“Much of the world is looking to this country for moral leadership with an expectancy which we have disappointed, but have not yet forfeited. It does not seem fantastic to suggest that the fate of civilization in the next period may hang on the question whether this country can rise to its moral opportunity.”
If this was his diagnosis of the global problem, the universities had, in his view, failed to show the moral and cultural leadership they should, resulting in apathetic students with no clear convictions or sense of purpose. “The universities are not now discharging their former cultural task.” This was apparent in both Britain and Germany:
“This process has been going on for a long time. But, in the last few years, it has been accentuated by the moral collapse of the German universities under the Nazi regime. Of no universities had the intellectual prestige been higher; during the last century they had been a model to the world. Yet when the stress came, with certain honourable exceptions among individuals, they showed little resistance, less indeed than the Churches. They failed to repel doctrines morally monstrous and intellectually despicable…. No doubt certain weaknesses in the German make-up contributed to this collapse, but to ascribe it solely to a double dose of original sin in the German people is unconvincing. It seems to have been due in large measure to the fact that the German universities had no independent standards of value of which they felt themselves the guardians and which they held with sufficient conviction and tenacity to stand up against the torrent. But, British teachers cannot help asking themselves, ‘Is this not also our own case? If we were subjected to a like pressure, are we confident that our own standards of value are too coherent and assured to be obliterated? Are we sure that we too should not succumb?’ They do not find it easy to answer with the ringing confidence they would wish.”
“The cultural failure of the universities is seen in the students. In recent years large numbers of these have been apathetic and have had neither wide interests nor compelling convictions”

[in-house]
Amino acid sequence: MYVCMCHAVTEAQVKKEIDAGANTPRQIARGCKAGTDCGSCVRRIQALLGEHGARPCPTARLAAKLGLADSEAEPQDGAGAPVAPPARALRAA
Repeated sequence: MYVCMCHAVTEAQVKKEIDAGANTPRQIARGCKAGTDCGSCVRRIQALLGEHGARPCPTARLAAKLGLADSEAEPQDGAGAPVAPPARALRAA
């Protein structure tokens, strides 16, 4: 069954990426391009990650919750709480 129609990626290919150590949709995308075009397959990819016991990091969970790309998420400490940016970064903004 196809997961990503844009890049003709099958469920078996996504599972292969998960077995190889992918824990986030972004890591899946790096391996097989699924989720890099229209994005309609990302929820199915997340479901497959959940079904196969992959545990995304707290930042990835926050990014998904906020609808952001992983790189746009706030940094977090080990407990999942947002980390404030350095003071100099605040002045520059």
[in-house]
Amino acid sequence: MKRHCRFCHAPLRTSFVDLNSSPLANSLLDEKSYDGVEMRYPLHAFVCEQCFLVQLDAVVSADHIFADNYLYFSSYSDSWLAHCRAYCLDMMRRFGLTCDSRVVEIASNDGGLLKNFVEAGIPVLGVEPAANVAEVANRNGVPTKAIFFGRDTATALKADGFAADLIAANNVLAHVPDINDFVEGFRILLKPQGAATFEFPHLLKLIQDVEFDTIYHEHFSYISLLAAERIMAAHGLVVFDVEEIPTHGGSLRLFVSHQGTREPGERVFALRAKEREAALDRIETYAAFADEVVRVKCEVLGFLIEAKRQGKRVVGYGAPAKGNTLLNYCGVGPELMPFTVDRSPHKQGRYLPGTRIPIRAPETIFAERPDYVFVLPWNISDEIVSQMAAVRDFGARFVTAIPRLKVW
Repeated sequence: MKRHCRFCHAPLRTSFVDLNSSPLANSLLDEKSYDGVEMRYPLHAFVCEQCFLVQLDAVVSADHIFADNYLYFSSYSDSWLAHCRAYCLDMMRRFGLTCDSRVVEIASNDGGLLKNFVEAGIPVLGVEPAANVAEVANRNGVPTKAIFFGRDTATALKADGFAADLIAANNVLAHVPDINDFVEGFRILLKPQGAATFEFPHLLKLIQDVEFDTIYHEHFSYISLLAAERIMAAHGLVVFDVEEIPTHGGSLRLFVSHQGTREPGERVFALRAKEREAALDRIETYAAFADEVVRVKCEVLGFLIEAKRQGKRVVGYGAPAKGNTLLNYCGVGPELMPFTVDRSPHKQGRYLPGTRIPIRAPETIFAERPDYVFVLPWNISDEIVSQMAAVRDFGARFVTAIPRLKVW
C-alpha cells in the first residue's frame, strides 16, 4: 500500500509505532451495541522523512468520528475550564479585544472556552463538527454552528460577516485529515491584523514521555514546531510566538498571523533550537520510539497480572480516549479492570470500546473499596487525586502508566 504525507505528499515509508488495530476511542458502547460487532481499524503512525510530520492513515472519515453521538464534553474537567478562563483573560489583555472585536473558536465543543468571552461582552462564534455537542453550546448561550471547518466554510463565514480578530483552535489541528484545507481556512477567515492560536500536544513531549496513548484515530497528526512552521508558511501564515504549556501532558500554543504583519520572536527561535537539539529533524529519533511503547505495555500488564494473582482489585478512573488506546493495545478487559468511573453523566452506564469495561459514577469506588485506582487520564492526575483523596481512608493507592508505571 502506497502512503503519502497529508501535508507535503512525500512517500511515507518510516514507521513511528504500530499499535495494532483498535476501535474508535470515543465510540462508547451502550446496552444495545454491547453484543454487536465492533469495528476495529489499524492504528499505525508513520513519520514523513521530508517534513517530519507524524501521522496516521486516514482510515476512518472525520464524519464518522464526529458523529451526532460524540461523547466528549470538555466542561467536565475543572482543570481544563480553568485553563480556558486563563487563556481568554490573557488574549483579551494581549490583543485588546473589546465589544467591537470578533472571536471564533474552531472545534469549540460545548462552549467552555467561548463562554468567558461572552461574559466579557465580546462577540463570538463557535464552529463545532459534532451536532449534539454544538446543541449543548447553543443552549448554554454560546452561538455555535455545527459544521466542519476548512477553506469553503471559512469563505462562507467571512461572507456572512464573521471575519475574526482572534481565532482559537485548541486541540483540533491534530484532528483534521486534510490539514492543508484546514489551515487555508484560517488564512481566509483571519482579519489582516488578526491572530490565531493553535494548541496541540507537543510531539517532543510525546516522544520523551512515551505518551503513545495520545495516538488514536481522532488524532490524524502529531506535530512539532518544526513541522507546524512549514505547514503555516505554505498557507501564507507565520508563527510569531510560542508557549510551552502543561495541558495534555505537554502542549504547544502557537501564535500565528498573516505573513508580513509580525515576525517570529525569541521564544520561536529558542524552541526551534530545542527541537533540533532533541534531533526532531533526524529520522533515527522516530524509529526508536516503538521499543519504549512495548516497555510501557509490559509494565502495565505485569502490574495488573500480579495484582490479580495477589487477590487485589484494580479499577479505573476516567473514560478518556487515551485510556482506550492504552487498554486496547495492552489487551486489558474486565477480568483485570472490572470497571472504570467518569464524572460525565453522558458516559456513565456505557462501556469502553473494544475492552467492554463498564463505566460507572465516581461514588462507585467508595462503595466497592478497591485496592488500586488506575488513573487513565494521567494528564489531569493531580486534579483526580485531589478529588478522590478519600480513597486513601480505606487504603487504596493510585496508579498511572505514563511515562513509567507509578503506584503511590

“Whatever the cause, the university to-day lives and moves and has its being in a moral and cultural fog.”
In the final chapter at the end of the book ‘Taking Stock’, he summarised his argument that the solution to the “age of crisis” was not to abandon established traditions, but to reinvigorate and reinforce them:
- “We are living in an age of exceptional crisis.
- A decision in the Kremlin or the White House may revolutionize the lives of millions of peasants in Central Europe
- The issue depends chiefly on the human factor
- The beliefs which govern men’s actions are in flux
- The old communal convictions concerning good and evil have broken up. A deep uncertainty about goals and obligations pervades all classes and all levels of culture. Our society has lost direction.
- The clue to reconstruction is to be found within our own tradition
- For Western civilization at least, and notably for Great Britain, reconstruction is to be achieved, not by abandoning our tradition, but by rediscovering and reinvigorating it.”
His conclusion and perhaps surprisingly enlightened solution (for a conservative thinker) to these problems was:
Free discussion: “All inhibition of discussion of the burning issues of the day must be removed, for any attitude towards them is preferable to apathy and drift.… Communication and debate must be unconstrained.”
But there were limits to neutrality and some basic values had to be reaffirmed, such as “a passion for truth” “a delicate precision in analysis” “a willingness to learn from all quarters” and “freedom of utterance”.
Sir Walter Moberly, The Crisis in the University ( London: SCM Press Ltd, 1949)
Walter James, A Short Account of Amy Buller and the Founding of St. Catherine’s, Cumberland Lodge, (Privately printed, 1979)